#4 0x00007ffff6b8ec53 in TypedWritable::~TypedWritable() () from built/lib/libpanda.so.1.9
#5 0x00007ffff620a947 in RenderEffects::~RenderEffects() () from built/lib/libpanda.so.1.9
#6 0x00007ffff620a9c9 in RenderEffects::~RenderEffects() () from built/lib/libpanda.so.1.9
#7 0x00007ffff60fef65 in PointerToBase<RenderEffects>::~PointerToBase() () from built/lib/libpanda.so.1.9
#8 0x00007ffff4131157 in __cxa_finalize () from /lib64/libc.so.6
#9 0x00007ffff60b8953 in __do_global_dtors_aux () from built/lib/libpanda.so.1.9
#10 0x00007fffffffded0 in ?? ()
#11 0x00007ffff7deaf2f in _dl_fini () from /lib64/ld-linux-x86-64.so.2
Backtrace stopped: frame did not save the PC

So the problem lies in ~TypedWritable. Looking at it (panda/src/putil/typedWritable.*), I see that the lock (typedWritable.h:86) is a static member used to guard a non-static pvector (typedWritable.h:85), which is a fundamentaly wrong design. The attached patch solves this for me by turning the lock into an object-member. It may also improve parallelism because it doesn't lock all objects in order to access one - it locks one to access one. Global locks are evil.

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Tureba (tureba) wrote :

Fixes the bug. Touches TypedWritable and BamWriter changing the lock attribute and its accesses.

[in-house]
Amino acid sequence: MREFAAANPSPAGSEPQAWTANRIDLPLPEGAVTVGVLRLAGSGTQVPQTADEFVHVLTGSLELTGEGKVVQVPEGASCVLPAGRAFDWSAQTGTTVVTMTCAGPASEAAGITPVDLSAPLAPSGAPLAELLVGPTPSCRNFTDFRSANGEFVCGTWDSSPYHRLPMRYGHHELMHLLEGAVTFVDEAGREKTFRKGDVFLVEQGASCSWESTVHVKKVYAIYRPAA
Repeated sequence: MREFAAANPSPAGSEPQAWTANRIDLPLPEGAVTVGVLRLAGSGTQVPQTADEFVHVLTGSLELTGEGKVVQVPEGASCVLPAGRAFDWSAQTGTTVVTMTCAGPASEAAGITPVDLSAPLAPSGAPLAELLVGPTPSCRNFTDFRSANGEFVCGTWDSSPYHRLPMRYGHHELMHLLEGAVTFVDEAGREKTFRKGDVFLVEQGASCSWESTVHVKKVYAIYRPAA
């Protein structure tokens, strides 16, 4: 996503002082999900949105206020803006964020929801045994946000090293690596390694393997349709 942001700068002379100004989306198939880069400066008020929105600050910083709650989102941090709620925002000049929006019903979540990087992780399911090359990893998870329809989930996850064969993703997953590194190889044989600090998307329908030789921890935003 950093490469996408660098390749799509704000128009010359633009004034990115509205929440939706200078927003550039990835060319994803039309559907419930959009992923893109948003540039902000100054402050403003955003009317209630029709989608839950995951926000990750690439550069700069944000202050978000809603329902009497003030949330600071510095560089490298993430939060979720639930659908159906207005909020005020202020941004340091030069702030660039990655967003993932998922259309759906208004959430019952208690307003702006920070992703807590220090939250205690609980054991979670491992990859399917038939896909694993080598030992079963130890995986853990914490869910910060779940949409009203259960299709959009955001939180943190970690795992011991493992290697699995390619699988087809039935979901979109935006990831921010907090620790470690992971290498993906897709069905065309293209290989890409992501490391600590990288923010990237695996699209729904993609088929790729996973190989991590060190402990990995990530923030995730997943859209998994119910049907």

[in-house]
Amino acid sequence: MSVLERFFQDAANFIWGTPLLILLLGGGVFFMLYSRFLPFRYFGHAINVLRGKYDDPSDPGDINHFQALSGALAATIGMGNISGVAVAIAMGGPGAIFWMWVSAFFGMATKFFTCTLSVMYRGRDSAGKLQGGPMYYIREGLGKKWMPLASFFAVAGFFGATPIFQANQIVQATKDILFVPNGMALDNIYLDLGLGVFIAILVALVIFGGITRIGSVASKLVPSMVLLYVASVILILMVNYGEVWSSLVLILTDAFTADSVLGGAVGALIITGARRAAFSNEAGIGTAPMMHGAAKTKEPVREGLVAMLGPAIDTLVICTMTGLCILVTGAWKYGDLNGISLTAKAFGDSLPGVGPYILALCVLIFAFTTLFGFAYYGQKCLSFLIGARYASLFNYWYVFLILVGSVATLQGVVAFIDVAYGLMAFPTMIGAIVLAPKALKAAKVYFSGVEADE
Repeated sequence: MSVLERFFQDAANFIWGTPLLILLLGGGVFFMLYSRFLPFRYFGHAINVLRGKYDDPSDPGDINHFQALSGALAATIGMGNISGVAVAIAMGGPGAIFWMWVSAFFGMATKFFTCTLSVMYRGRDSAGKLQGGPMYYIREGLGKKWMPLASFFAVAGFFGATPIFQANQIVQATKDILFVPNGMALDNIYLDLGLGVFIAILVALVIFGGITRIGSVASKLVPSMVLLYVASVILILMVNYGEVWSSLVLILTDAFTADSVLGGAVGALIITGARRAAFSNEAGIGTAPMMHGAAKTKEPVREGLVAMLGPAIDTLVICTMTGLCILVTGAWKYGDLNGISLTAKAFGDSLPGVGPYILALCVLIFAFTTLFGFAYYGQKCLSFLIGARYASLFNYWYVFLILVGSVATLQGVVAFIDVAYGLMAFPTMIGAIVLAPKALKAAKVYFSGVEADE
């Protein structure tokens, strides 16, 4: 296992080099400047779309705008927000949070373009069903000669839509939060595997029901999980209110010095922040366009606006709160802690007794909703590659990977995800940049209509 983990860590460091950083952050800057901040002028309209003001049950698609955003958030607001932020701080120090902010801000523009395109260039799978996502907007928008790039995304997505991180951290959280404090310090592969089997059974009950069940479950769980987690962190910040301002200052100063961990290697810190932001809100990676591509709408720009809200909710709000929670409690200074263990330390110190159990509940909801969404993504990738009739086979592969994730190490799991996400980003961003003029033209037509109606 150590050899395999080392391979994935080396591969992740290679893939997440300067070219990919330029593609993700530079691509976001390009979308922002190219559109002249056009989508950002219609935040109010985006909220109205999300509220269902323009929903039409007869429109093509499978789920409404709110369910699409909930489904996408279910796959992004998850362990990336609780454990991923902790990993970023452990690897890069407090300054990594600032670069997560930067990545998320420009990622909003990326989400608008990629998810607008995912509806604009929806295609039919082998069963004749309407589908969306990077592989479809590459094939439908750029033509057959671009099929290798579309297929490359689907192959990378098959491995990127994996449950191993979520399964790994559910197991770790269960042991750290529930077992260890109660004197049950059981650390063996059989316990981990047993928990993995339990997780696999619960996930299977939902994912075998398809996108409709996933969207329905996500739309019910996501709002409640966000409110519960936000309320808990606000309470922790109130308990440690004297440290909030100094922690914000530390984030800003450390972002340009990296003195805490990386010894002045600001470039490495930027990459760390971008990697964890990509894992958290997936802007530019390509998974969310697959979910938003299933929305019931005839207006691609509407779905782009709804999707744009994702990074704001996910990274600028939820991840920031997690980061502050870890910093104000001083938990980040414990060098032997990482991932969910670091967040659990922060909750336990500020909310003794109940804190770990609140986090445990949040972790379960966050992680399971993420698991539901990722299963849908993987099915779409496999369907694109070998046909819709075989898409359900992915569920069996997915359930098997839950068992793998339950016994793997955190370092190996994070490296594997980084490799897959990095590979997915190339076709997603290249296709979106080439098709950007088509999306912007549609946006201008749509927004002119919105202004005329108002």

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David Rose (droklaunchpad) wrote :

Well, the reason this lock was static is because TypedWritable is the base class of almost every object in Panda, and for low-memory environments it can be important to keep the size of this class as small as possible. The extra word in every object that a lock will require can add up after a while. Also, the list it protects is only rarely used, so there's very little cost in terms of parallelism for using a global lock here.

From the stack trace, it seems that the fundamental cause of the assertion is not that the static lock is protecting a non-static pvector (which is an uncommon design, but not fundamentally wrong), but simply a problem with statically-declared LightMutex objects in general. The problem is that when the application ends and all the static destructors are called, the relative order of the destructors between different modules is undefined; and in this case it appears to be destructing at least one TypedWritable object *after* _bam_writers_lock has already destructed.

I think a better solution is to redefine _bam_writers_lock as a "static LightMutex *_bam_writers_lock", and allocate it the first time it is used. Then it will never attempt to destruct. Some care will need to be taken to ensure there is no race condition when it is allocated, for instance following the example of AttribNodeRegistry::make_global_ptr().